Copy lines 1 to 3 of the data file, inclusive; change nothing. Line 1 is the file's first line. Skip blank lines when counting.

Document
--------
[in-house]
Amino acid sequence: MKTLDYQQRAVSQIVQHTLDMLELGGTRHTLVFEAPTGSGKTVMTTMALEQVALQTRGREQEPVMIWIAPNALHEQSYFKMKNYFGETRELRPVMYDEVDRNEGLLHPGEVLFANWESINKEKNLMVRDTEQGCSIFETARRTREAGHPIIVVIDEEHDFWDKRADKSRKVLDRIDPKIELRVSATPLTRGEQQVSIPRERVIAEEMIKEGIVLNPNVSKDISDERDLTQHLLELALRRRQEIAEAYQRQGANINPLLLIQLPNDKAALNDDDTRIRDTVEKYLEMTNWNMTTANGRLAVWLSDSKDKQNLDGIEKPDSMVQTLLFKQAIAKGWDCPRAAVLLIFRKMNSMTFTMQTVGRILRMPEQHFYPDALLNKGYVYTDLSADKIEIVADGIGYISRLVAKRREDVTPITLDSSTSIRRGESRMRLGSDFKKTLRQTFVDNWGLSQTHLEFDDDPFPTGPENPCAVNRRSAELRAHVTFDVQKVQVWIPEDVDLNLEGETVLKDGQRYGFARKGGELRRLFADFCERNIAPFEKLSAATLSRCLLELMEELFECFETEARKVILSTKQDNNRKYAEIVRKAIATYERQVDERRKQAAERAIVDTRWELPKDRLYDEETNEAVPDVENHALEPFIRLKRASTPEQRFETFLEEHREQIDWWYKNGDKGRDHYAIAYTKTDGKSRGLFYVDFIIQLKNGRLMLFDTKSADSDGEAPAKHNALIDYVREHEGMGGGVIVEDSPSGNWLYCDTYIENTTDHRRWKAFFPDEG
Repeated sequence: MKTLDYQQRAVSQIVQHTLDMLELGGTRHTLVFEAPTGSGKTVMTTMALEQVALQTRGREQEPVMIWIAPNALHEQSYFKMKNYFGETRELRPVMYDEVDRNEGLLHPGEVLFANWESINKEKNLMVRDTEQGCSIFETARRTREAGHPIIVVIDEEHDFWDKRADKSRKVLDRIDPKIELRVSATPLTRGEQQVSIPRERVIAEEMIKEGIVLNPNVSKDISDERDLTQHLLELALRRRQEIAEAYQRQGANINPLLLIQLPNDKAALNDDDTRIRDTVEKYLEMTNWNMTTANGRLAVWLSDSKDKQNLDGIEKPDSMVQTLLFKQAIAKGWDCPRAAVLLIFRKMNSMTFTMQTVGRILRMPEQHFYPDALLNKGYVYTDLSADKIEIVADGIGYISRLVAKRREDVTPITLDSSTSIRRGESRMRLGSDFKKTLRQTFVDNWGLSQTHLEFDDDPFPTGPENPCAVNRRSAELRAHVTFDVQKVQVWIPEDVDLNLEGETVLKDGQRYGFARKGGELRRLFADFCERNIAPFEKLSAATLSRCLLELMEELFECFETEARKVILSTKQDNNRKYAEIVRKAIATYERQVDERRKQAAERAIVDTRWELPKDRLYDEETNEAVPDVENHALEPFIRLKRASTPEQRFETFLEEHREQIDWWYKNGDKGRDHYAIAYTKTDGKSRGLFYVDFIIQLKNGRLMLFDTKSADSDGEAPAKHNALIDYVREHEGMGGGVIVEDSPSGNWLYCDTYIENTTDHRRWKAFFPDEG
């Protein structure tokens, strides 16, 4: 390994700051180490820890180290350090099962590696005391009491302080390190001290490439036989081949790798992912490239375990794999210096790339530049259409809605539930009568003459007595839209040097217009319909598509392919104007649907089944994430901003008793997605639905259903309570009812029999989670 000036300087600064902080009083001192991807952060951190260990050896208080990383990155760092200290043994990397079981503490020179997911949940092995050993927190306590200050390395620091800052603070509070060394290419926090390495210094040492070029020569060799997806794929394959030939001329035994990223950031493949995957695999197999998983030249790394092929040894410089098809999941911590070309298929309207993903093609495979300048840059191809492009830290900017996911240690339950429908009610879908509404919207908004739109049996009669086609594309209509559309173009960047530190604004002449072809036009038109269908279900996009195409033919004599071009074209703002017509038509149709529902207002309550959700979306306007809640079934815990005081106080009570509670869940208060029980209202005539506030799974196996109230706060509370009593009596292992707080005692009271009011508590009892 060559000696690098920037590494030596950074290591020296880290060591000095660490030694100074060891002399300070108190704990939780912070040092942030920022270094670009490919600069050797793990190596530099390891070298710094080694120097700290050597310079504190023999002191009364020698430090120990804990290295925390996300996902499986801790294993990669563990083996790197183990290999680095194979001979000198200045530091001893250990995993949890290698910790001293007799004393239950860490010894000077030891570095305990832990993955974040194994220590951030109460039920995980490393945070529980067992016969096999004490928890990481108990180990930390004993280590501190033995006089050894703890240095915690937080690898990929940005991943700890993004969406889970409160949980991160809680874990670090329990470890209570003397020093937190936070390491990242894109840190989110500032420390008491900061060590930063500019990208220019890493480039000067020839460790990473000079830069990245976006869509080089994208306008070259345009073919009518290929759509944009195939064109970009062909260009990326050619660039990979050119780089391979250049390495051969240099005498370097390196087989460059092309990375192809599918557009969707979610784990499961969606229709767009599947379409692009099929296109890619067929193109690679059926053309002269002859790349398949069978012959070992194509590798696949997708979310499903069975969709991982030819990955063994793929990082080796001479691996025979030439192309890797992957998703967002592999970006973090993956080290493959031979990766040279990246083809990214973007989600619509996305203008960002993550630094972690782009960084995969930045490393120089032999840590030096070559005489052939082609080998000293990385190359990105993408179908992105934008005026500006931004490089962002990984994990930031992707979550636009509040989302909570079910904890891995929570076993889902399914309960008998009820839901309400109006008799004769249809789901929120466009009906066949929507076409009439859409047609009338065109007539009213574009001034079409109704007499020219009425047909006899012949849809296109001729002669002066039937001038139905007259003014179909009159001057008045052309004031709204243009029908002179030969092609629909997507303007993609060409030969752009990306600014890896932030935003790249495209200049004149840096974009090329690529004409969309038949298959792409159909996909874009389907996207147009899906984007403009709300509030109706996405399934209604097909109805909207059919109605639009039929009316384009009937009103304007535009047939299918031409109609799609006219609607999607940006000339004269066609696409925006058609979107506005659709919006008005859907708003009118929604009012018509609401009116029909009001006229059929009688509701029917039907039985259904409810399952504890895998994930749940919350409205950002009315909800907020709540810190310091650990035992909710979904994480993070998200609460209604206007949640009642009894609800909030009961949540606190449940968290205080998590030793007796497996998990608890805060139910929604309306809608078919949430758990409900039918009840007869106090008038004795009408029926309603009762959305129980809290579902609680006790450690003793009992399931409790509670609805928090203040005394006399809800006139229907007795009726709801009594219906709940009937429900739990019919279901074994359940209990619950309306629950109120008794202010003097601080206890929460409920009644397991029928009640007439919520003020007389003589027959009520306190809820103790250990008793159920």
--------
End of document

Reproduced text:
[in-house]
Amino acid sequence: MKTLDYQQRAVSQIVQHTLDMLELGGTRHTLVFEAPTGSGKTVMTTMALEQVALQTRGREQEPVMIWIAPNALHEQSYFKMKNYFGETRELRPVMYDEVDRNEGLLHPGEVLFANWESINKEKNLMVRDTEQGCSIFETARRTREAGHPIIVVIDEEHDFWDKRADKSRKVLDRIDPKIELRVSATPLTRGEQQVSIPRERVIAEEMIKEGIVLNPNVSKDISDERDLTQHLLELALRRRQEIAEAYQRQGANINPLLLIQLPNDKAALNDDDTRIRDTVEKYLEMTNWNMTTANGRLAVWLSDSKDKQNLDGIEKPDSMVQTLLFKQAIAKGWDCPRAAVLLIFRKMNSMTFTMQTVGRILRMPEQHFYPDALLNKGYVYTDLSADKIEIVADGIGYISRLVAKRREDVTPITLDSSTSIRRGESRMRLGSDFKKTLRQTFVDNWGLSQTHLEFDDDPFPTGPENPCAVNRRSAELRAHVTFDVQKVQVWIPEDVDLNLEGETVLKDGQRYGFARKGGELRRLFADFCERNIAPFEKLSAATLSRCLLELMEELFECFETEARKVILSTKQDNNRKYAEIVRKAIATYERQVDERRKQAAERAIVDTRWELPKDRLYDEETNEAVPDVENHALEPFIRLKRASTPEQRFETFLEEHREQIDWWYKNGDKGRDHYAIAYTKTDGKSRGLFYVDFIIQLKNGRLMLFDTKSADSDGEAPAKHNALIDYVREHEGMGGGVIVEDSPSGNWLYCDTYIENTTDHRRWKAFFPDEG
Repeated sequence: MKTLDYQQRAVSQIVQHTLDMLELGGTRHTLVFEAPTGSGKTVMTTMALEQVALQTRGREQEPVMIWIAPNALHEQSYFKMKNYFGETRELRPVMYDEVDRNEGLLHPGEVLFANWESINKEKNLMVRDTEQGCSIFETARRTREAGHPIIVVIDEEHDFWDKRADKSRKVLDRIDPKIELRVSATPLTRGEQQVSIPRERVIAEEMIKEGIVLNPNVSKDISDERDLTQHLLELALRRRQEIAEAYQRQGANINPLLLIQLPNDKAALNDDDTRIRDTVEKYLEMTNWNMTTANGRLAVWLSDSKDKQNLDGIEKPDSMVQTLLFKQAIAKGWDCPRAAVLLIFRKMNSMTFTMQTVGRILRMPEQHFYPDALLNKGYVYTDLSADKIEIVADGIGYISRLVAKRREDVTPITLDSSTSIRRGESRMRLGSDFKKTLRQTFVDNWGLSQTHLEFDDDPFPTGPENPCAVNRRSAELRAHVTFDVQKVQVWIPEDVDLNLEGETVLKDGQRYGFARKGGELRRLFADFCERNIAPFEKLSAATLSRCLLELMEELFECFETEARKVILSTKQDNNRKYAEIVRKAIATYERQVDERRKQAAERAIVDTRWELPKDRLYDEETNEAVPDVENHALEPFIRLKRASTPEQRFETFLEEHREQIDWWYKNGDKGRDHYAIAYTKTDGKSRGLFYVDFIIQLKNGRLMLFDTKSADSDGEAPAKHNALIDYVREHEGMGGGVIVEDSPSGNWLYCDTYIENTTDHRRWKAFFPDEG